Kawau becomes a mining metropolis.

The Kawau company built a village for the miners and their families. They were built in the bay they called Garlick Bay (later Mansion House Bay) and spent about 23,000 pounds. Included was a house for mine manager Captain Ninnis and a street with houses on either side for the workers and their families, plus a jetty.

The photograph to the left shows the house built for the Mine Manager Captain Ninnis in 1845 in the foreground. The additions of 1863 built by Sir George Grey are at the rear.


Some of the families elected to built houses at other nearby locations.  By 1848 there were about 220 people residing on the island.

A Traditional Cornish Pumphouse was erected to house a 50 horsepower steam engine. The engine drove a Cornish mine pump, after a smaller engine was found insufficient for dewatering as the workings extended.

The photo to the right of a traditional Cornish Pump House built on the south side of the island was taken in 1951.  The main structure is of sandstone blocks and the chimney is red brick.

Whittaker’s Shaft is just visible at the surface of the sea to the right of the building.


It was Whitakers Shaft that proved to be the downfall of the operations and brought mining to an end during the 1850’s by causing seawater to flood the mine.

The copper lode ran roughly north-south. Outcropping on a steep spur on the coast where the main mine entrance and Cornish Pumphouse was located. Some land was reclaimed at the end of the spur to provide a platform area for working. The reclaimed land was used also for stockpiling ore prior to shipment from a jetty at the mine location.

Although the lode could not be described as an extensive mineral deposit it was a rich sulphide orebody.


The photo to the left shows the now flooded main entrance to the mine. As the miners sort to follow the vien the shaft split into multiple tunnels on multiple levels.  

Showing as the blue green coloration in the rock is the rich orebody


However, an inappropriate grant of land (below high water mark) adjacent to the Kawau Company’s workings to Lawyer Mr Frederick Whittaker and Mr Theophilus Heale of Auckland caused considerable trouble. These persons proceeded to also mine the same copper lode, using the Kawau Company’s reclaimed land to enable their operations to be conducted.

Briefly, the Grant was in exchange for a land allotment (No 16) in Auckland Town, wanted by the Surveyor General to commence a defence plan on Albert Hill. The landward boundary was defined as high water mark, so the Grant included the Kawau Company’s reclaimed land.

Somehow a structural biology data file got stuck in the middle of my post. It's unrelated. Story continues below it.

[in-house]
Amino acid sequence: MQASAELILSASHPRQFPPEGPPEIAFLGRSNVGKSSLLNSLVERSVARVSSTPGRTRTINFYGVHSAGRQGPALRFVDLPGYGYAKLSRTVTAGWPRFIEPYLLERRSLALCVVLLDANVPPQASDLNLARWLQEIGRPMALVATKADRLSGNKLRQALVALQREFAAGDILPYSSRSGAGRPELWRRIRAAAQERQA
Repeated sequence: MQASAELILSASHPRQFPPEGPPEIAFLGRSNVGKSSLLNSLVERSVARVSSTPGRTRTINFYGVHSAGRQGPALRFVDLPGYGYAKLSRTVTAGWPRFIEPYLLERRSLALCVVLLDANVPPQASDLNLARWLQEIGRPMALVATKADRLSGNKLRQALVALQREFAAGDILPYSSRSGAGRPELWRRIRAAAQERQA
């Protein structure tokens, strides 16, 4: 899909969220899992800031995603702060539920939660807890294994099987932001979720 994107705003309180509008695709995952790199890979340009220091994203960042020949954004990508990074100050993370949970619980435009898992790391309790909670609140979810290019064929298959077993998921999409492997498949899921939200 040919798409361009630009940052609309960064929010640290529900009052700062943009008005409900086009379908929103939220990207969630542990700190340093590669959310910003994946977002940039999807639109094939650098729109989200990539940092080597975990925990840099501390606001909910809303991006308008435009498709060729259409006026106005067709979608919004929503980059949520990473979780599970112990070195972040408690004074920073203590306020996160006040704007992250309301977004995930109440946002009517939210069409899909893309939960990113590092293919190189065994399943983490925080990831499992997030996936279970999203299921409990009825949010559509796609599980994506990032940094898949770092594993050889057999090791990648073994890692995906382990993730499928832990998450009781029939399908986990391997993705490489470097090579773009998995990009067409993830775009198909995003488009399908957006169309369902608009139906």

The reclaimed land at Kawau was essential to the Kawau Company’s operations.Without doubt they also had intended mining the part of the copper lode now possessed by Whitaker and Heal as a result of the Grant. Protracted litigation and communications went all the way to Mr Gladstone in London. The Kawau Company desperately tried to get a just resolution while Whittaker and Heale continued mining. Up to 17 November 1846, according to customs returns, Whitaker and Heale had already exported 469 tons of copper ore valued at 7,840 pounds.


However there was a turn for the better when the new Governor George Gray arrived at the end of November 1845 for his first term in New Zealand.

The Kawau Company petitioned him upon the subject and at the same time also petitioned Mr Gladstone on the injustices they had sustained through their agent in London. Mr Gladstone forwarded a copy of the Kawau Company’s complaint to Governor Grey and indicated the view that if the statements were true the Kawau Company had every reason to complain.

Governor Grey agreed and after taking advice from the Attorney-General, an application was made to the Supreme Court successfully repealing the Grant to Whitaker and Heale. The Court (Lord Grey) recommended that the land between high and low water be included in the grant to the Kawau Company and that was done.

This was a milestone in defining the title boundary of Kawau Island as being mean low water mark.

Whittaker and Heale not only mined copper ore from below high water mark but tunnelled toward the Kawau Company’s landward workings on the same lode, and because their shaft was to seaward and only protected from the sea by a timber collar at the surface the Kawau Company’s mine was already exposed to risk of flooding. John Taylor directed his miners to dig toward the sea, in the direction of the rival mine to confirm his suspicions and they reached the workings of Whittaker and Heal on the Kawau Company land, about 12 feet to landward of high water mark. Captain Ninnis, the Kawau Company’s mining engineer knocked down the partition of ore between the two mines and caught Whittaker and Heale’s men in the act. The connecting of the two mine workings directly to the sea through Whittaker’s Shaft led to flooding of both mines several years later when the timber collar inevitably failed.